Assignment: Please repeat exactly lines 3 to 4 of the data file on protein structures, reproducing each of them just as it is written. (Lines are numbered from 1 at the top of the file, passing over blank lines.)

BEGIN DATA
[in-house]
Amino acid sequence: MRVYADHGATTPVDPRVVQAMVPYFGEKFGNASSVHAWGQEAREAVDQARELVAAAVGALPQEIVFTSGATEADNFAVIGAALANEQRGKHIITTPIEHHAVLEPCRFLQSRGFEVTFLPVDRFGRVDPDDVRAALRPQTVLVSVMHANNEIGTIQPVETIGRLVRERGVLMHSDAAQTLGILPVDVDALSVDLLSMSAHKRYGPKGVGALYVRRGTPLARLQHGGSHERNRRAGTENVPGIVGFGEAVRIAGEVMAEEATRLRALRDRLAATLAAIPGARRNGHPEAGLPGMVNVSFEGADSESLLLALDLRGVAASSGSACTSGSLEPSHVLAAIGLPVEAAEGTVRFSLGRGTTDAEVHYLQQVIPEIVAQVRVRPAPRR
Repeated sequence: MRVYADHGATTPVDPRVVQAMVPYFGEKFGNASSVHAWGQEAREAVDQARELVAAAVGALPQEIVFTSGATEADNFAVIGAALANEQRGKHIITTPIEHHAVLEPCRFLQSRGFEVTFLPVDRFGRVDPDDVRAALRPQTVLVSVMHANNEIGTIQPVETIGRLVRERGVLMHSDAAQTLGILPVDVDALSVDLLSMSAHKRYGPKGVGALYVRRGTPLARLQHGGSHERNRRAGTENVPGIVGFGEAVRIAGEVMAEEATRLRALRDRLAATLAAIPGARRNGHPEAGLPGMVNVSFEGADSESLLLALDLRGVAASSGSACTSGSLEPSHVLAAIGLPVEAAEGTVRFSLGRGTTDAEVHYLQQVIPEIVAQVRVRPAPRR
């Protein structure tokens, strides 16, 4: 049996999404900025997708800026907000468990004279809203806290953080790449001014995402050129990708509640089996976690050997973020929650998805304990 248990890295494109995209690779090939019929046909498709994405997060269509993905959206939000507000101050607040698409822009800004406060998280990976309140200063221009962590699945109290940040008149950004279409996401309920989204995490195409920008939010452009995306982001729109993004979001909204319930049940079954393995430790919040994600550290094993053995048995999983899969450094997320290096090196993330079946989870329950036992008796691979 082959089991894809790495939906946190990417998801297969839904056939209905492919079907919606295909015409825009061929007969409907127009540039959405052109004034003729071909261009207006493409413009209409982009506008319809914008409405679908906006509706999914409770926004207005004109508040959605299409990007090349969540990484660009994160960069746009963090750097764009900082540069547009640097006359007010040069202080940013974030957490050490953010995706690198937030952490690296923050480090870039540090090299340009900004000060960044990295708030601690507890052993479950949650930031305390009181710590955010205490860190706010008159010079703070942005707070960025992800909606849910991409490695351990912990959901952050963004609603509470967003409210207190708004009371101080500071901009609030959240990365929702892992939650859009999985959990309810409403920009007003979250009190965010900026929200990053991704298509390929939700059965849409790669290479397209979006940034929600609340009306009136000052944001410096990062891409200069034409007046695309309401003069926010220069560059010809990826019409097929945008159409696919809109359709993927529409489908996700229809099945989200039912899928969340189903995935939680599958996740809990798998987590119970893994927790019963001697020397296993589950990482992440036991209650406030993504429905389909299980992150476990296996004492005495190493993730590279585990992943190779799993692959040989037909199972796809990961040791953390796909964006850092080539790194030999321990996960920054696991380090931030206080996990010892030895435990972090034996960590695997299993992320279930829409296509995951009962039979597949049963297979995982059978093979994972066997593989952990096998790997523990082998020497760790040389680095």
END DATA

Repeated sequence: MRVYADHGATTPVDPRVVQAMVPYFGEKFGNASSVHAWGQEAREAVDQARELVAAAVGALPQEIVFTSGATEADNFAVIGAALANEQRGKHIITTPIEHHAVLEPCRFLQSRGFEVTFLPVDRFGRVDPDDVRAALRPQTVLVSVMHANNEIGTIQPVETIGRLVRERGVLMHSDAAQTLGILPVDVDALSVDLLSMSAHKRYGPKGVGALYVRRGTPLARLQHGGSHERNRRAGTENVPGIVGFGEAVRIAGEVMAEEATRLRALRDRLAATLAAIPGARRNGHPEAGLPGMVNVSFEGADSESLLLALDLRGVAASSGSACTSGSLEPSHVLAAIGLPVEAAEGTVRFSLGRGTTDAEVHYLQQVIPEIVAQVRVRPAPRR
């Protein structure tokens, strides 16, 4: 049996999404900025997708800026907000468990004279809203806290953080790449001014995402050129990708509640089996976690050997973020929650998805304990 248990890295494109995209690779090939019929046909498709994405997060269509993905959206939000507000101050607040698409822009800004406060998280990976309140200063221009962590699945109290940040008149950004279409996401309920989204995490195409920008939010452009995306982001729109993004979001909204319930049940079954393995430790919040994600550290094993053995048995999983899969450094997320290096090196993330079946989870329950036992008796691979 082959089991894809790495939906946190990417998801297969839904056939209905492919079907919606295909015409825009061929007969409907127009540039959405052109004034003729071909261009207006493409413009209409982009506008319809914008409405679908906006509706999914409770926004207005004109508040959605299409990007090349969540990484660009994160960069746009963090750097764009900082540069547009640097006359007010040069202080940013974030957490050490953010995706690198937030952490690296923050480090870039540090090299340009900004000060960044990295708030601690507890052993479950949650930031305390009181710590955010205490860190706010008159010079703070942005707070960025992800909606849910991409490695351990912990959901952050963004609603509470967003409210207190708004009371101080500071901009609030959240990365929702892992939650859009999985959990309810409403920009007003979250009190965010900026929200990053991704298509390929939700059965849409790669290479397209979006940034929600609340009306009136000052944001410096990062891409200069034409007046695309309401003069926010220069560059010809990826019409097929945008159409696919809109359709993927529409489908996700229809099945989200039912899928969340189903995935939680599958996740809990798998987590119970893994927790019963001697020397296993589950990482992440036991209650406030993504429905389909299980992150476990296996004492005495190493993730590279585990992943190779799993692959040989037909199972796809990961040791953390796909964006850092080539790194030999321990996960920054696991380090931030206080996990010892030895435990972090034996960590695997299993992320279930829409296509995951009962039979597949049963297979995982059978093979994972066997593989952990096998790997523990082998020497760790040389680095």